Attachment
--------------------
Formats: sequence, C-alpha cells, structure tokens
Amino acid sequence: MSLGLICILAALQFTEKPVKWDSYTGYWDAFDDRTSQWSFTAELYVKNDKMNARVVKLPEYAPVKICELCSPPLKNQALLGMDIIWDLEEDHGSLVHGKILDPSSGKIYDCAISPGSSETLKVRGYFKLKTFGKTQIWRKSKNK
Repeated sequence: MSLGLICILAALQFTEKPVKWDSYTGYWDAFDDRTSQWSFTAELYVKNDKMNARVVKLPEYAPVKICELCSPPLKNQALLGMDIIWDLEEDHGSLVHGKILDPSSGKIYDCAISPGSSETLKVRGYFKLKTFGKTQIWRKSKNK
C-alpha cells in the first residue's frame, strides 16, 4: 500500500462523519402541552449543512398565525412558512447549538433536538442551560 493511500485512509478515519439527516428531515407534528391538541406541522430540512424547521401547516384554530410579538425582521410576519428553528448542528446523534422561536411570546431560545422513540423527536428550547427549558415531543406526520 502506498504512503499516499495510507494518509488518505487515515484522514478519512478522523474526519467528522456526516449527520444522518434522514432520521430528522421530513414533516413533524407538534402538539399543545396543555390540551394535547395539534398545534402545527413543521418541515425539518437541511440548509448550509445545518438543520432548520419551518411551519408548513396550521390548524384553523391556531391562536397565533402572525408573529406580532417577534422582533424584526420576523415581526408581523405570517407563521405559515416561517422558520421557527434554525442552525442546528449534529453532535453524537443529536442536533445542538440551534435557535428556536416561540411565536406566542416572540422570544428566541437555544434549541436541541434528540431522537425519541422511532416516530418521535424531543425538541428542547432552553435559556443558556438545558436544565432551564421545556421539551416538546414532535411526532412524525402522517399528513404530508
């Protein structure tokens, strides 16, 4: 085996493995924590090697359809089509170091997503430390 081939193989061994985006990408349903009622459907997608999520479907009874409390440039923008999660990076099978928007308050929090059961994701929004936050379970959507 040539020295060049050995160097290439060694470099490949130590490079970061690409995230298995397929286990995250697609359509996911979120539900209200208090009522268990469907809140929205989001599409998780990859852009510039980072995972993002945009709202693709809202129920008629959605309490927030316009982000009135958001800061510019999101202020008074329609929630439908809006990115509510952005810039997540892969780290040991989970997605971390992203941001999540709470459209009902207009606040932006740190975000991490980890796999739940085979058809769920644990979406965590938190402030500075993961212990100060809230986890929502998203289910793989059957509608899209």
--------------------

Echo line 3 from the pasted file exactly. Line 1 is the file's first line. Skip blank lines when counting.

Repeated sequence: MSLGLICILAALQFTEKPVKWDSYTGYWDAFDDRTSQWSFTAELYVKNDKMNARVVKLPEYAPVKICELCSPPLKNQALLGMDIIWDLEEDHGSLVHGKILDPSSGKIYDCAISPGSSETLKVRGYFKLKTFGKTQIWRKSKNK